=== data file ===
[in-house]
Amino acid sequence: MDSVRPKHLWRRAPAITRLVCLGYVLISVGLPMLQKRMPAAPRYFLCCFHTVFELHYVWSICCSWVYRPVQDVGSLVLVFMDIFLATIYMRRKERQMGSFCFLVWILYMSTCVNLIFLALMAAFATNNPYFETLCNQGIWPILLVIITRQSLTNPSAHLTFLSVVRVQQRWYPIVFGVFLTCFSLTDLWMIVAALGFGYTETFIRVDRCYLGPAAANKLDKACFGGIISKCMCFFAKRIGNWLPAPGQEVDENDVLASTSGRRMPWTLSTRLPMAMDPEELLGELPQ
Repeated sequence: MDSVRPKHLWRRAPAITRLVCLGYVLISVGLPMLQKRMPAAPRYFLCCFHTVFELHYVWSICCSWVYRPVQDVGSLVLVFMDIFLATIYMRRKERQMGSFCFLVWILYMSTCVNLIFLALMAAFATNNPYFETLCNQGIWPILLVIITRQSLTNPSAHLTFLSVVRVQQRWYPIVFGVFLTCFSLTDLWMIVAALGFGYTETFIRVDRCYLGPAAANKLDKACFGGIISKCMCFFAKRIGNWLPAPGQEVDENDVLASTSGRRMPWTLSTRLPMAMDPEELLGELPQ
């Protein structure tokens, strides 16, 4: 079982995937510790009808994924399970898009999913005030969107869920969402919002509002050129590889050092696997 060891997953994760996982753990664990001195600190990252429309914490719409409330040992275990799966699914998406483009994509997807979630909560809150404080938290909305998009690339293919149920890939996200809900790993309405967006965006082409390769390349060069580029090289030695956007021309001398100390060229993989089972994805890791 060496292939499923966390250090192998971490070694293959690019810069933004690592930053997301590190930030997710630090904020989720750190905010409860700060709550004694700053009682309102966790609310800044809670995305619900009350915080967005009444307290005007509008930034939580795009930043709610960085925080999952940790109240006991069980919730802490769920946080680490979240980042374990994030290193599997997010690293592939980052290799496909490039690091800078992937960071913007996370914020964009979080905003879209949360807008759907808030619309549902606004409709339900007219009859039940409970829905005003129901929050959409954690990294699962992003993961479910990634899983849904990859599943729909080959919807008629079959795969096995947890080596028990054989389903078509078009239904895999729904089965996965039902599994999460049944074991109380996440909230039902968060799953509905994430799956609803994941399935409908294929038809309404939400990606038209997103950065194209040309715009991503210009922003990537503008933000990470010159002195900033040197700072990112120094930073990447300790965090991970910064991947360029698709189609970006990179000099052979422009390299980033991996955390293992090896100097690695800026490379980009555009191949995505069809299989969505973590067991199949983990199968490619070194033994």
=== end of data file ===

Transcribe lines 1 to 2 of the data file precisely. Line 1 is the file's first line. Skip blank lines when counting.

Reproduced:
[in-house]
Amino acid sequence: MDSVRPKHLWRRAPAITRLVCLGYVLISVGLPMLQKRMPAAPRYFLCCFHTVFELHYVWSICCSWVYRPVQDVGSLVLVFMDIFLATIYMRRKERQMGSFCFLVWILYMSTCVNLIFLALMAAFATNNPYFETLCNQGIWPILLVIITRQSLTNPSAHLTFLSVVRVQQRWYPIVFGVFLTCFSLTDLWMIVAALGFGYTETFIRVDRCYLGPAAANKLDKACFGGIISKCMCFFAKRIGNWLPAPGQEVDENDVLASTSGRRMPWTLSTRLPMAMDPEELLGELPQ